Bussakorn smiles as she recounts the chaos in the children’s class.The kids were running around and jumping over the instruments. I was horrified. But rather than shout, I explained that the instruments provided us with knowledge and that in Thailand objects are respected in different ways. We show respect for our homes by keeping them clean. The instruments give us the gift of sound and that it why we should always respect them. I think it helped them understand the traditional homage made to ones teacher before a class begins.

We never say "don' t do that, it's bad.” We explain the Thai way of doing things. Almost all the teaching is based on Buddhist culture. Only if humans learn to respect the cultures of others can peace become a reality. Music is an important tool in teaching understanding. Culture, lifestyle, views and practices say a great deal about the nation. Bussakorn is also hoping that Thai classical music will be adopted as a course at all levels of instruction and not just as an elective subject at a university.

Right now, we are waiting for a response to Prof Kjell Skyllstad’s proposal to the Ministry of Culture that Thai classical music courses that will also include cultural exchanges be offered at primary schools. The Norwegian children we have taught loved the music, especially the Anglung (instrument made of bamboo tubes). They would all reach for them the moment they heard the rhythm. In another class, we taught the youngsters to sing and dance to 'Khmer Lai Kwai'(Khmer Buffalo Chasing Song). We divided them into two groups, with one group playing the Khmer and the others the buffaloes. They loved it.
Norway was not Bussakorn's first experience in promoting cultural exchanges through music. In 1993, while working for her Doctorate at the University of York, she travelled down to London on the weekends to facilitate workshops for students attending Kingston University, Winchester University, the School of Oriental and African Studies, plus pupils from a few secondary schools.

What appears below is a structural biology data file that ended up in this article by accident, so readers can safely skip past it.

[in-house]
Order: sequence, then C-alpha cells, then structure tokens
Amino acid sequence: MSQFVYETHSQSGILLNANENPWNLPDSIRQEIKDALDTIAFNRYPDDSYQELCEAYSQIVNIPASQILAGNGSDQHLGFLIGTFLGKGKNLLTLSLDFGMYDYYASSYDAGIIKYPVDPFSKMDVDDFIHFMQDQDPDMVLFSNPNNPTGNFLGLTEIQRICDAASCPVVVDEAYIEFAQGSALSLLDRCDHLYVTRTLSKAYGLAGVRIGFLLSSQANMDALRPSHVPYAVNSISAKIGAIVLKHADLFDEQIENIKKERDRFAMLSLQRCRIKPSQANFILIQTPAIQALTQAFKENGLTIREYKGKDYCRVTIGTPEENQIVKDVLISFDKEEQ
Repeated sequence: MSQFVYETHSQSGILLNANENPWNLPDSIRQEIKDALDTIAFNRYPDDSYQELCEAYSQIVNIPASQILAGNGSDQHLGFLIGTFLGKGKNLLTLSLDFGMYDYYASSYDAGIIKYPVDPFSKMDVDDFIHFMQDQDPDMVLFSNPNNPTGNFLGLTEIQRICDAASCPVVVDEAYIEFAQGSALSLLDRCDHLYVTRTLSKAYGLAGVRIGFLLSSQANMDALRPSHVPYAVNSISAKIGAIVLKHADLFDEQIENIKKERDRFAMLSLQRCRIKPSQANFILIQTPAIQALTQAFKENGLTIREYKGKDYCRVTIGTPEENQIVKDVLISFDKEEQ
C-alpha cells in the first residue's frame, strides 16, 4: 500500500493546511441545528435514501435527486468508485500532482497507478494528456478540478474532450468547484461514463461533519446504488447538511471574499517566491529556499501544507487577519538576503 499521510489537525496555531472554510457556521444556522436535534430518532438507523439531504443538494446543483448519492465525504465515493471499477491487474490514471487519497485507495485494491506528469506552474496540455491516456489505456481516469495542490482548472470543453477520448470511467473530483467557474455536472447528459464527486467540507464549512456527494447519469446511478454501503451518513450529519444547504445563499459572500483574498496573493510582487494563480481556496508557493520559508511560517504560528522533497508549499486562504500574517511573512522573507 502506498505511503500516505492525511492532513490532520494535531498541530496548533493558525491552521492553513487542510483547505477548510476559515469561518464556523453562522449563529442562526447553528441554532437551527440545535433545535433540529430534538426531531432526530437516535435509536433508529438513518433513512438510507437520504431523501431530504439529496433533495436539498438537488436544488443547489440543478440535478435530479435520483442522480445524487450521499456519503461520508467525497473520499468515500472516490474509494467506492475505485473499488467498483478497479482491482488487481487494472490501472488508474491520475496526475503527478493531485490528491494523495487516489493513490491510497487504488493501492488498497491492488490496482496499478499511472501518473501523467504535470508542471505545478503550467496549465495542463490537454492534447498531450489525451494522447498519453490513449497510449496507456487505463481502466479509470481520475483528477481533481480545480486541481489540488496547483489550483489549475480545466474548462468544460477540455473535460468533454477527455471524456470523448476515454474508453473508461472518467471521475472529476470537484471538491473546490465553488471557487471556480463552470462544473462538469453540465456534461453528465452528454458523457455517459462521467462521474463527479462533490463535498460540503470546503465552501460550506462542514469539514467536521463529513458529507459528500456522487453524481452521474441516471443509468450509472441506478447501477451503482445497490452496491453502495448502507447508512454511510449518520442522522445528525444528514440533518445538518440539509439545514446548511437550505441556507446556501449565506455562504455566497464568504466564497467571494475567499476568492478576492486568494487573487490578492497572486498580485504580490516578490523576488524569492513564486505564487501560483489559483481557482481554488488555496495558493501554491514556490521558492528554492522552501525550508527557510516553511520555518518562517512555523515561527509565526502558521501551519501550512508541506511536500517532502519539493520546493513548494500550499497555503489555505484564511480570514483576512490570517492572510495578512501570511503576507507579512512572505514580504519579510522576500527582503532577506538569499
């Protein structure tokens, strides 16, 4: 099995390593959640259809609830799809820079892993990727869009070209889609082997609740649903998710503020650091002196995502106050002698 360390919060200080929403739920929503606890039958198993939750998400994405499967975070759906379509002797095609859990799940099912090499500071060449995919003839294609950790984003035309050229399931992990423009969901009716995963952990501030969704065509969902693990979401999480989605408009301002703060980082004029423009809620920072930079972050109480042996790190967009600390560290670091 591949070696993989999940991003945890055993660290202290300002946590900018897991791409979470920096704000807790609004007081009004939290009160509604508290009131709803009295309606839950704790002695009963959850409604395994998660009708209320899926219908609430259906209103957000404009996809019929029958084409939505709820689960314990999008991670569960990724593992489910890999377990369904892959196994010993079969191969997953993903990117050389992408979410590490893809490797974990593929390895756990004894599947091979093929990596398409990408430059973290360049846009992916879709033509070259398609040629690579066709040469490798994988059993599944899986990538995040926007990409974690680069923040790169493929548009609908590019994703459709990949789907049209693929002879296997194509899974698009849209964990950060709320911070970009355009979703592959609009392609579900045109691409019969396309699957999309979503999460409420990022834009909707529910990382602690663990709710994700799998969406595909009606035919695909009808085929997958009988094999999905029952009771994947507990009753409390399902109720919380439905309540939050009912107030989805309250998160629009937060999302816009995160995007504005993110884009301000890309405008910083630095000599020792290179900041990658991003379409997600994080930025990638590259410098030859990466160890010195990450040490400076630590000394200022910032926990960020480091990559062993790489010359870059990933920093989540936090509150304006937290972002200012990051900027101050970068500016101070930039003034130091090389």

Royal Encouragement
She was thrilled when HRH Princess Maha Chakri Sirindhorn presented a complete set of instruments to the Thai Classical Music Club in London. When Bussakorn performed during a Buddhist exhibition in the Netherlands, she met a professor from the University of Amsterdam who expressed his interest in Thai classical music. They kept in contact by email and Bussakorn suggested that he approach the Royal Thai Embassy about possible sponsorship for buying and transporting musical instruments. Once again, HRH Princess Maha Chakri Sirindhorn came to the rescue and gave the traditional Thai instruments to the university. Yet, she insists that her friendship bridge is not finished and hopes that HRH Princess Maha Chakri Sirindhorn will be able to accept the invitation from the Royal Thai Embassy to perform in Oslo next year. In the meantime, she intends to continue her mission of promoting Thai music around the world. She has already developed her first Thai classical music website:, which has proved as popular with foreign music students as with her own and will shortly launch to meet the growing demand for information about the Arts in Southeast Asia.

"My intention is to construct cultural bridges of friendship worldwide” says the professor.